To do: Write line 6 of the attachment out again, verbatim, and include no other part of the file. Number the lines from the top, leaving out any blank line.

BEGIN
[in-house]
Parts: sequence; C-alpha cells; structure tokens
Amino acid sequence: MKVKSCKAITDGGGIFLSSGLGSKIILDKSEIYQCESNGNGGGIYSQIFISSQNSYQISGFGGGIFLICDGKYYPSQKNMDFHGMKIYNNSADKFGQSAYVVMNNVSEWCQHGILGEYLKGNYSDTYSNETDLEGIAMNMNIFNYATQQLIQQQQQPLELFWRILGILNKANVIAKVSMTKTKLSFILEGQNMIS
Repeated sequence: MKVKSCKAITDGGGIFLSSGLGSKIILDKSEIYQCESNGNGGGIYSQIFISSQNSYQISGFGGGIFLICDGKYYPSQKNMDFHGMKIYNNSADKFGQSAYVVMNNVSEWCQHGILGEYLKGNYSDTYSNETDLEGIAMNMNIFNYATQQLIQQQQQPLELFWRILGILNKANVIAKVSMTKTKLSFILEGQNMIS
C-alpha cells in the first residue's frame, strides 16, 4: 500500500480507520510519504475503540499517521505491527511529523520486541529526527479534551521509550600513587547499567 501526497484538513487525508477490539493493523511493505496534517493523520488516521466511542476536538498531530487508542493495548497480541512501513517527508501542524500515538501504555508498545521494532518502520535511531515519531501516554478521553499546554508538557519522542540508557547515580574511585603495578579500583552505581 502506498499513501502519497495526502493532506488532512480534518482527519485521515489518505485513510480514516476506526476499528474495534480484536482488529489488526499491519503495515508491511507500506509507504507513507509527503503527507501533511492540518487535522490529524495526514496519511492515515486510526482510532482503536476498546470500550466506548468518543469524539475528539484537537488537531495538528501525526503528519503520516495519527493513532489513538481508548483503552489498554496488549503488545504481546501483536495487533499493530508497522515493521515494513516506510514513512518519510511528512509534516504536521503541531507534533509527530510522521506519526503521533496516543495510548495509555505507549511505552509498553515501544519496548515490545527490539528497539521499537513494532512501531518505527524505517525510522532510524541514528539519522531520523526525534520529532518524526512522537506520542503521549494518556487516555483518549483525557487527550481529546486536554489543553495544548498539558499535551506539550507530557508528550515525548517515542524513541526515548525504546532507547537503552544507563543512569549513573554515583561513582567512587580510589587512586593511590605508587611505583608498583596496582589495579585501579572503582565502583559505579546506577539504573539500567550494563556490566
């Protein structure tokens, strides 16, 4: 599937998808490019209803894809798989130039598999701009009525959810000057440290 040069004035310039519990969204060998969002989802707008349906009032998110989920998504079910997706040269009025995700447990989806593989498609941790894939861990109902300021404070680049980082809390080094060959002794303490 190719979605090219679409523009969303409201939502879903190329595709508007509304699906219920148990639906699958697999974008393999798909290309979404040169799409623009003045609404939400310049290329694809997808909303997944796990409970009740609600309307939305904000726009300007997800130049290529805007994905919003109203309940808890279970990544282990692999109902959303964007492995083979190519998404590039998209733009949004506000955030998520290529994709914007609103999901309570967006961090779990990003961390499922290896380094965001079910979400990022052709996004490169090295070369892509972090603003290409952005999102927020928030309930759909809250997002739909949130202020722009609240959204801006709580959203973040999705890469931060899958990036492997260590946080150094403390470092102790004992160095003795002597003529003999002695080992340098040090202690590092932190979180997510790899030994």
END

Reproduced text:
């Protein structure tokens, strides 16, 4: 599937998808490019209803894809798989130039598999701009009525959810000057440290 040069004035310039519990969204060998969002989802707008349906009032998110989920998504079910997706040269009025995700447990989806593989498609941790894939861990109902300021404070680049980082809390080094060959002794303490 190719979605090219679409523009969303409201939502879903190329595709508007509304699906219920148990639906699958697999974008393999798909290309979404040169799409623009003045609404939400310049290329694809997808909303997944796990409970009740609600309307939305904000726009300007997800130049290529805007994905919003109203309940808890279970990544282990692999109902959303964007492995083979190519998404590039998209733009949004506000955030998520290529994709914007609103999901309570967006961090779990990003961390499922290896380094965001079910979400990022052709996004490169090295070369892509972090603003290409952005999102927020928030309930759909809250997002739909949130202020722009609240959204801006709580959203973040999705890469931060899958990036492997260590946080150094403390470092102790004992160095003795002597003529003999002695080992340098040090202690590092932190979180997510790899030994």